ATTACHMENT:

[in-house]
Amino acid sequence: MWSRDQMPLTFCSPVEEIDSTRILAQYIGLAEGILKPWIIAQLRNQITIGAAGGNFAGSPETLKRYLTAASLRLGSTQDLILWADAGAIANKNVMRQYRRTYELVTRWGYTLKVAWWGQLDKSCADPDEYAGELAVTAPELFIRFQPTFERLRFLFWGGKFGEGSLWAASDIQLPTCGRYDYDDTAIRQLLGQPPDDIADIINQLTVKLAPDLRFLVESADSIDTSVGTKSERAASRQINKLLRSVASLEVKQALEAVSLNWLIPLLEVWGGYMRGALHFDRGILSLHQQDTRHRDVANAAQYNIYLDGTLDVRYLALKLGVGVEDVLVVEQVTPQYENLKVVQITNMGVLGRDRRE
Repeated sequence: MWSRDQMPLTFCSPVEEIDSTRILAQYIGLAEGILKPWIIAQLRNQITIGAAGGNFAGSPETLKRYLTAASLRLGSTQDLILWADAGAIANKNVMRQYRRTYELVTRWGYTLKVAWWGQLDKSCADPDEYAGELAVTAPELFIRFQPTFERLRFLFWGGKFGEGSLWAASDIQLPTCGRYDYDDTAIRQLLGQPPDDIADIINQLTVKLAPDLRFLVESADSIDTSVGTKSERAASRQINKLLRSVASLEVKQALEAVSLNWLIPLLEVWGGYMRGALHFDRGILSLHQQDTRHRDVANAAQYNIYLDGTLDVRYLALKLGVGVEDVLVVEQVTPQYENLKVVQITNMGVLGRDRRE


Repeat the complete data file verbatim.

[in-house]
Amino acid sequence: MWSRDQMPLTFCSPVEEIDSTRILAQYIGLAEGILKPWIIAQLRNQITIGAAGGNFAGSPETLKRYLTAASLRLGSTQDLILWADAGAIANKNVMRQYRRTYELVTRWGYTLKVAWWGQLDKSCADPDEYAGELAVTAPELFIRFQPTFERLRFLFWGGKFGEGSLWAASDIQLPTCGRYDYDDTAIRQLLGQPPDDIADIINQLTVKLAPDLRFLVESADSIDTSVGTKSERAASRQINKLLRSVASLEVKQALEAVSLNWLIPLLEVWGGYMRGALHFDRGILSLHQQDTRHRDVANAAQYNIYLDGTLDVRYLALKLGVGVEDVLVVEQVTPQYENLKVVQITNMGVLGRDRRE
Repeated sequence: MWSRDQMPLTFCSPVEEIDSTRILAQYIGLAEGILKPWIIAQLRNQITIGAAGGNFAGSPETLKRYLTAASLRLGSTQDLILWADAGAIANKNVMRQYRRTYELVTRWGYTLKVAWWGQLDKSCADPDEYAGELAVTAPELFIRFQPTFERLRFLFWGGKFGEGSLWAASDIQLPTCGRYDYDDTAIRQLLGQPPDDIADIINQLTVKLAPDLRFLVESADSIDTSVGTKSERAASRQINKLLRSVASLEVKQALEAVSLNWLIPLLEVWGGYMRGALHFDRGILSLHQQDTRHRDVANAAQYNIYLDGTLDVRYLALKLGVGVEDVLVVEQVTPQYENLKVVQITNMGVLGRDRRE